That's what I would say. But, consider this, from THCB:
Defining Interoperability: An Interview with Grahame Grieve
by Leonard Kish"when you’re living and breathing interoperability you’re kind of beyond asking about definitions."
Grahame Grieve is a long-time leader within HL7 and one of the key drivers behind FHIR. He chats with Leonard Kish about what’s been happening and what’s ahead for interoperability...
LK: There’s a lot of talk in congress about the lack of interoperability and everyone probably has their own definition. Do you have a working definition of interoperability or is there a good definition you like for interoperability?
G: The IEEE definition to get data from one place to another and use it correctly is pretty widely used. I guess when you’re living and breathing interoperability you’re kind of beyond asking about definitions...
It’s actually relatively easy to move data around. What you’ve got to do is consider the costs of moving it, the fragility of the solution, and whether the solution meets the user’s needs around appropriateness, availability, security, and consent. Given the complexity of healthcare and business policy, it’s pretty hard to get a handle on those things. One thing that is key is that interoperability of data is neither here nor there in the end because if providers continue with their current work practices, the availability of data is basically irrelevant, because they treat themselves as an island. They don’t know how depend on each other...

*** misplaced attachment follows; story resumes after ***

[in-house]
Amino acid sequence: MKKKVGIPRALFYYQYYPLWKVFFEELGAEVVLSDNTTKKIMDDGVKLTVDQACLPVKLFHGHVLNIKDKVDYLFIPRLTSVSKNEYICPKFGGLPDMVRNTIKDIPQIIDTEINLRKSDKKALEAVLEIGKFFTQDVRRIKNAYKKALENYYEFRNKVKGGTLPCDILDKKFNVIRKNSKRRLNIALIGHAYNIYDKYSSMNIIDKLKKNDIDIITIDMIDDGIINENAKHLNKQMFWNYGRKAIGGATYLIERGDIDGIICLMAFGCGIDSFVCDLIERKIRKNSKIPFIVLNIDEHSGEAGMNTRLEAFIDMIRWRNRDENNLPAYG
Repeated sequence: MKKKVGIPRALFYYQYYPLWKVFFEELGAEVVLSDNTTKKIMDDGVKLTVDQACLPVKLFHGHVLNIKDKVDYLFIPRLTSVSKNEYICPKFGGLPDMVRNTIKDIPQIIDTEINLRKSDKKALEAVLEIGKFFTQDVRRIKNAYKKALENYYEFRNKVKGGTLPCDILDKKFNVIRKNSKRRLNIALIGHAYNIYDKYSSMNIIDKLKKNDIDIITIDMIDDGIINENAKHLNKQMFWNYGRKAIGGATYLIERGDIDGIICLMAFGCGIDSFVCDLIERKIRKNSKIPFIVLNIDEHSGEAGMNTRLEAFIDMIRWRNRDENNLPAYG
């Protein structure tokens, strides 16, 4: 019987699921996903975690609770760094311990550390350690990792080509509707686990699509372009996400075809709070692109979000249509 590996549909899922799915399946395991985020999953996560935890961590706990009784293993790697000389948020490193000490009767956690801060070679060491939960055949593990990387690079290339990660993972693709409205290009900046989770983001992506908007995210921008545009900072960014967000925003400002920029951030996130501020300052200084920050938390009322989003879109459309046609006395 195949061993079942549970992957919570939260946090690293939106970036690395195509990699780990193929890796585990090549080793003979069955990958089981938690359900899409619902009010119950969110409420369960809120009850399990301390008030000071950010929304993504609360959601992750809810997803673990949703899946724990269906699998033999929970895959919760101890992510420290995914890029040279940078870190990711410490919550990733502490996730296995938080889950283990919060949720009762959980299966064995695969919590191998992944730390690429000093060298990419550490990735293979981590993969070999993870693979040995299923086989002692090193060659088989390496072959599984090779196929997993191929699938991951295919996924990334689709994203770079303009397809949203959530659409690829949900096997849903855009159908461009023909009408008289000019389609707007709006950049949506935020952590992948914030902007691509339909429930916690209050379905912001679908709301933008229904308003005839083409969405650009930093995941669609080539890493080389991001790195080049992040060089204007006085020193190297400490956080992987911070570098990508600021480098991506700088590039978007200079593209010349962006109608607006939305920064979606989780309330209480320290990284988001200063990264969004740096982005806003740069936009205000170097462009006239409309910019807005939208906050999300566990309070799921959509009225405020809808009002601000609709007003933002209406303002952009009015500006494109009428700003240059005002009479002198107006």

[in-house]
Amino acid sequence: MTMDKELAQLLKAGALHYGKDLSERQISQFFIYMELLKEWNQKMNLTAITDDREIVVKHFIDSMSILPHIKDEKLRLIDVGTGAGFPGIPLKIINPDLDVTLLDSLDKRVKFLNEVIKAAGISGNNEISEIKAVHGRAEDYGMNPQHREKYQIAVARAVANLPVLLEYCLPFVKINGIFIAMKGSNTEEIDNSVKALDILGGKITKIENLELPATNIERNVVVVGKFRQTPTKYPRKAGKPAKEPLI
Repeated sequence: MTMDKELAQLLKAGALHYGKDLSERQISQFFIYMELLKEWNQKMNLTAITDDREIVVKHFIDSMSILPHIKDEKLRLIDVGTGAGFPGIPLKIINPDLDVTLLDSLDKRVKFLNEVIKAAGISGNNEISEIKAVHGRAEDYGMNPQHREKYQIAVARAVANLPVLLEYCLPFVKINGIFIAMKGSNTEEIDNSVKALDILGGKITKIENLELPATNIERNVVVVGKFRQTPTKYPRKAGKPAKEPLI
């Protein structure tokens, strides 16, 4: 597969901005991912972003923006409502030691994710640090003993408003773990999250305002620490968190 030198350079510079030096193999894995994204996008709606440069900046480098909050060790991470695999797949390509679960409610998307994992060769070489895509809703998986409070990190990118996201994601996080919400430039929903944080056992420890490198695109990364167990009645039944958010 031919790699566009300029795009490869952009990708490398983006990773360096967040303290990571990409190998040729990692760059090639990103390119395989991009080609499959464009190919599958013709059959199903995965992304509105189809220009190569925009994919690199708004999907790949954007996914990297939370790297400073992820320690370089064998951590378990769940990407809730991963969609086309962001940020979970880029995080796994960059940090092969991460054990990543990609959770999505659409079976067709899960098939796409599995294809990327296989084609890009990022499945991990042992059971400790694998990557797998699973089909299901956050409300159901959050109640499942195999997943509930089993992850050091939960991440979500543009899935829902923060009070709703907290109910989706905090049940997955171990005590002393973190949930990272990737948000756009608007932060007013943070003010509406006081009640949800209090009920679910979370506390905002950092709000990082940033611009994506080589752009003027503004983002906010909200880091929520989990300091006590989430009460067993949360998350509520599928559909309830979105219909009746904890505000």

I think of standards as a precondition. If they can exchange data correctly then they can start asking themselves whether they want to. Whereas if they can’t exchange data correctly and usefully then they don’t even get to ask the questions. So standards is just a precondition to asking “How do we have patient focused care without having to build specific institutions around a particular process?”...
LK: Can you tell us a little bit about how SMART On FHIR enhances FHIR and are there going to be other things on FHIR as we go forward with different enabling bodies working together?